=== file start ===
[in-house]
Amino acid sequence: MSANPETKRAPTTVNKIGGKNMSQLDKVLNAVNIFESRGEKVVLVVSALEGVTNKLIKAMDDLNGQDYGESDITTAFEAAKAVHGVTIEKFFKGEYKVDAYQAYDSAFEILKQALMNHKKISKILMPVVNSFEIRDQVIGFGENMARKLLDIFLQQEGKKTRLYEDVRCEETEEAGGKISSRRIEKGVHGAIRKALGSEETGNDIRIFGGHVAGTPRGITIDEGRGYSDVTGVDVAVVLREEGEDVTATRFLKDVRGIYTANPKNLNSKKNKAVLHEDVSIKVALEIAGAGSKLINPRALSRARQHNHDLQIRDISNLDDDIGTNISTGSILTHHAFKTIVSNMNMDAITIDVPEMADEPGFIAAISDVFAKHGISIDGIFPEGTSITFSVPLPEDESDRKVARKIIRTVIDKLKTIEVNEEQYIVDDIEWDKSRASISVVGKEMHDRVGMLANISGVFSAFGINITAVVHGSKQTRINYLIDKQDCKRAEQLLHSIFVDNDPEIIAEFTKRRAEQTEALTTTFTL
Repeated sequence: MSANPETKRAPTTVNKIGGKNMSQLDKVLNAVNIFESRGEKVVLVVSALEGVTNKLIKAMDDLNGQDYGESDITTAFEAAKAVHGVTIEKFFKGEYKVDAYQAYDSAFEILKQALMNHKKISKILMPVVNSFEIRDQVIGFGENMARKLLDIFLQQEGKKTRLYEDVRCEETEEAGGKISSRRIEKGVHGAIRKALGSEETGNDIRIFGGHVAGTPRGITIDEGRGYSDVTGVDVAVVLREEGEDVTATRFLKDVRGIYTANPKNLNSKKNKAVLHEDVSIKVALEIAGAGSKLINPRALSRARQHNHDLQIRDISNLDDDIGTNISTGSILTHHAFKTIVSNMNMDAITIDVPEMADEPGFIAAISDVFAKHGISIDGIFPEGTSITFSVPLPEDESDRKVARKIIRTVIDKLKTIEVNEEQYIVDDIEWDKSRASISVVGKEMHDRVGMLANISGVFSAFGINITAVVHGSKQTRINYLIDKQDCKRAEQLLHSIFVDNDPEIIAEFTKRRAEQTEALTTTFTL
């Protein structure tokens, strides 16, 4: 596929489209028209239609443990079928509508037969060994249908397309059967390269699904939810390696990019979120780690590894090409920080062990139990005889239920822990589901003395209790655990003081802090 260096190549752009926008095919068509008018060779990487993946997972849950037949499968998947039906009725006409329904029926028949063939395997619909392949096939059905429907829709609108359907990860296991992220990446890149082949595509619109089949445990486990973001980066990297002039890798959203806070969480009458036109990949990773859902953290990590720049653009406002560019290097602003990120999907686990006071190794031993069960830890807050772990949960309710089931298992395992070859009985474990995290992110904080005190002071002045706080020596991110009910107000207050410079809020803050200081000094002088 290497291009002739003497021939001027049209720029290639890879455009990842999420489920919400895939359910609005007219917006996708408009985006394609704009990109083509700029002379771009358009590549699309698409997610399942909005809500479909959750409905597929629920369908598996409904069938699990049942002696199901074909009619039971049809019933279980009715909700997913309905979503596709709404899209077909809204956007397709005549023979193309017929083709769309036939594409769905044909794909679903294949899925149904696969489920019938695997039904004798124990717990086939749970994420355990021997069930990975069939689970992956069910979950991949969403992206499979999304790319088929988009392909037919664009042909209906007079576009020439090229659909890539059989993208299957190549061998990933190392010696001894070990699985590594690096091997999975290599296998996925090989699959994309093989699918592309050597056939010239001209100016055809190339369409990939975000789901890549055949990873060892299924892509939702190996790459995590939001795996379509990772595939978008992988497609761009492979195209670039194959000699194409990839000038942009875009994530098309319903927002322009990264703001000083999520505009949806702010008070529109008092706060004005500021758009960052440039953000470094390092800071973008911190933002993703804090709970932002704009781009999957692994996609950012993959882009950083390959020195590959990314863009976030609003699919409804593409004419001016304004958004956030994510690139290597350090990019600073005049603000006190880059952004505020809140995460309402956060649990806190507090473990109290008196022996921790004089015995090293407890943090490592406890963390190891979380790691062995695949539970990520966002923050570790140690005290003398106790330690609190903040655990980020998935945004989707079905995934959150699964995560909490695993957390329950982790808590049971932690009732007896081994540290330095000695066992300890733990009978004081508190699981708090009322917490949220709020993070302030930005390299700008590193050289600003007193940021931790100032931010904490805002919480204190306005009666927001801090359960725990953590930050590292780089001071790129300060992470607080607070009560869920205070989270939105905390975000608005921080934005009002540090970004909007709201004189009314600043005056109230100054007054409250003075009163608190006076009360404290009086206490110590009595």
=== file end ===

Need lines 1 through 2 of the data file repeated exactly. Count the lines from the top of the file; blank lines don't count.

[in-house]
Amino acid sequence: MSANPETKRAPTTVNKIGGKNMSQLDKVLNAVNIFESRGEKVVLVVSALEGVTNKLIKAMDDLNGQDYGESDITTAFEAAKAVHGVTIEKFFKGEYKVDAYQAYDSAFEILKQALMNHKKISKILMPVVNSFEIRDQVIGFGENMARKLLDIFLQQEGKKTRLYEDVRCEETEEAGGKISSRRIEKGVHGAIRKALGSEETGNDIRIFGGHVAGTPRGITIDEGRGYSDVTGVDVAVVLREEGEDVTATRFLKDVRGIYTANPKNLNSKKNKAVLHEDVSIKVALEIAGAGSKLINPRALSRARQHNHDLQIRDISNLDDDIGTNISTGSILTHHAFKTIVSNMNMDAITIDVPEMADEPGFIAAISDVFAKHGISIDGIFPEGTSITFSVPLPEDESDRKVARKIIRTVIDKLKTIEVNEEQYIVDDIEWDKSRASISVVGKEMHDRVGMLANISGVFSAFGINITAVVHGSKQTRINYLIDKQDCKRAEQLLHSIFVDNDPEIIAEFTKRRAEQTEALTTTFTL